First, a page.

Arranging a tour of Argentina for Joe the Tourist is no harder than arranging a party for Charlie Sheen. Joe and Charlie have certain non-negotiable expectations and any halfway competent tour/party planner will know how to fulfil them. Joe needs to visit Buenos Aires, the Iguazú Falls, El Calafate and the glaciers, the vineyards of Mendoza, the lake district around Bariloche and the peaks and valleys of Salta or Jujuy. Charlie’s needs have been adequately documented elsewhere.
But just as a thought experiment, let’s imagine a tourist who wants to experience Argentina without visiting any of the aforementioned big box-office destinations. Now it becomes trickier; now it becomes like organising a party for, let’s say, Sir Ben Kingsley.
What follows isn’t a structured itinerary but a list of underrated destinations that could form the core of an eccentric, Sir Ben-style hop around Argentina. (Let’s not worry about Charlie and just assume he’d jump the bus at the first opportunity and make for Punta del Este.)
What/where is it? A tiny town in Córdoba province set among the green and pleasant hills of the Traslasierra Valley. The name comes from the quechua word ñuñu or “breasts” and alludes to a pair of cone-shaped knolls that rise from the banks of the Río Chico.
Why underrated? Foreign tourists tend to leave Córdoba alone – but I think Sir Ben will enjoy both some light trekking in the Traslasierra (an all-year-round destination) and the legendary good humour of the locals.
Cordoba – Photograph by Melisa
What/where is it? Located in the southwest of BsAs province, Tandil is a largish town by Argentine standards and is Sir Ben’s best bet if he wants to explore the hilly sierra of the so-called Humid Pampa.
Why underrated? Argentines love it, but it lacks a civil airport and a proper national park or nature reserve (most of the sierra is parcelled up into private estancias) so foreign tourists tend to steer clear. However, if you’re driving from BsAs to Bariloche (and why shouldn’t you?) this is the ideal place to break the journey.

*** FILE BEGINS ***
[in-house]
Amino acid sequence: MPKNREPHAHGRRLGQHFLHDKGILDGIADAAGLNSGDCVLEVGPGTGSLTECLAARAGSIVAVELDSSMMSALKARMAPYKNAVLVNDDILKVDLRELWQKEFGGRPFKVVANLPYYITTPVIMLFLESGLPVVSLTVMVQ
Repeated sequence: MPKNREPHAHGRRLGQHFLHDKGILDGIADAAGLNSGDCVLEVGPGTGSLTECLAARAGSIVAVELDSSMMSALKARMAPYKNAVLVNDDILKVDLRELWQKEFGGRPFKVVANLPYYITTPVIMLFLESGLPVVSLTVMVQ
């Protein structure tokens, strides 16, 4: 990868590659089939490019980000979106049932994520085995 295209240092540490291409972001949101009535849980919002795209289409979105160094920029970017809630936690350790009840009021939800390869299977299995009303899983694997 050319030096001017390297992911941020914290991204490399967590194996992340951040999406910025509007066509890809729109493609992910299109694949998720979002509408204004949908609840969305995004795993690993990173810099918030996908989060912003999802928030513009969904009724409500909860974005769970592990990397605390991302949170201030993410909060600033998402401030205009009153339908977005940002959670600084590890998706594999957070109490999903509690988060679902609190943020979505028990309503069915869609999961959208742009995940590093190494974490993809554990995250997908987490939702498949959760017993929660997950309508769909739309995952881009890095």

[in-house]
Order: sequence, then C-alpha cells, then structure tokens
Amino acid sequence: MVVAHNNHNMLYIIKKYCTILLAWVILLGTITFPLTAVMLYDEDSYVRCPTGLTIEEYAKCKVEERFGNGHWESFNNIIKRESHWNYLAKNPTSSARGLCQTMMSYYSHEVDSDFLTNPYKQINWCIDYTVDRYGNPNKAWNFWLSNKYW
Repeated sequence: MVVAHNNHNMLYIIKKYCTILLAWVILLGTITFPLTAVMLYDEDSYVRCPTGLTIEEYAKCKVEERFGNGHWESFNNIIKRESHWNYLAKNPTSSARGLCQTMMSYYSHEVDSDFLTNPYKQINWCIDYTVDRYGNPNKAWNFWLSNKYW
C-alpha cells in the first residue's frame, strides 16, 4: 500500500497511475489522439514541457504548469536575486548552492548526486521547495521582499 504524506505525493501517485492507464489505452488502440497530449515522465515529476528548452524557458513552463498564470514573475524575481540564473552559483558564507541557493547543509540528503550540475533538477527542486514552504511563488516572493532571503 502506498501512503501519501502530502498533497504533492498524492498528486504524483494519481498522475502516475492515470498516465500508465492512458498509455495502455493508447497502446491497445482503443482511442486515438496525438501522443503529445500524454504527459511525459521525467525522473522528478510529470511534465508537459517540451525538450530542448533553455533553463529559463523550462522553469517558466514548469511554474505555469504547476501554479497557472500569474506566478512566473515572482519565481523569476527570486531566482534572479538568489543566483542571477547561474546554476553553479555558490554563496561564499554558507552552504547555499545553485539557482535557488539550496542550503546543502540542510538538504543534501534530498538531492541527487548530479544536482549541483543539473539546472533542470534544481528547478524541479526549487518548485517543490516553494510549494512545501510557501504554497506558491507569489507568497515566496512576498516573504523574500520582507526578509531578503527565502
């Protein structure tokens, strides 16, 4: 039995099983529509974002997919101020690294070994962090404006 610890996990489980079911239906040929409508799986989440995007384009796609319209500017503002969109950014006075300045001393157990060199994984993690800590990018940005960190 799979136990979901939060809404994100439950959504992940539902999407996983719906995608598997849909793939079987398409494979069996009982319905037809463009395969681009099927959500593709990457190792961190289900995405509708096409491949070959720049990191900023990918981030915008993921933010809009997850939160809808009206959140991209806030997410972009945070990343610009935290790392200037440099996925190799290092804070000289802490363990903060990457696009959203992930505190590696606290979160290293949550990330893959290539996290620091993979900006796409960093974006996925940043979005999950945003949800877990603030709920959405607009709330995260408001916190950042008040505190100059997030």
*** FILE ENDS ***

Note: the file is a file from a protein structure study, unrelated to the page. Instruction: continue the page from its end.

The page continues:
What/where is it? This is Argentina’s southernmost Atlantic beach resort worthy of the title, and is located in the Patagonian province of Río Negro. It has vast beaches and, thanks to some thermo-geographical anomaly I don’t understand, waters that are warmer than they have any right to be at these latitudes.
Why underrated? Fashionable Argentines snigger at Las Grutas, reasoning that any resort that doesn’t have gas shortages, crime waves, and restaurants with two-hour waiting times in the high season must be rube central. The Las Grutas crowd are too nice to snigger back: this is one of the country’s friendliest resorts. It’s a long way from pretty much everywhere else, but Sir Ben might consider spending a night here before boarding the (also underrated) Tren Patagónico in Viedma.
Where to stay/eat? This is the tricky part. There are several uninspiring three-star hotels, of which the Costa Marina is probably the best. Make the most of the Las Grutas tradition of eating hot churros stuffed with dulce de leche on the beach, preferably washed down with mate. And try this place (pictured below) on the main drag, the closest thing to an old-fashioned British chippie I’ve found in Argentina.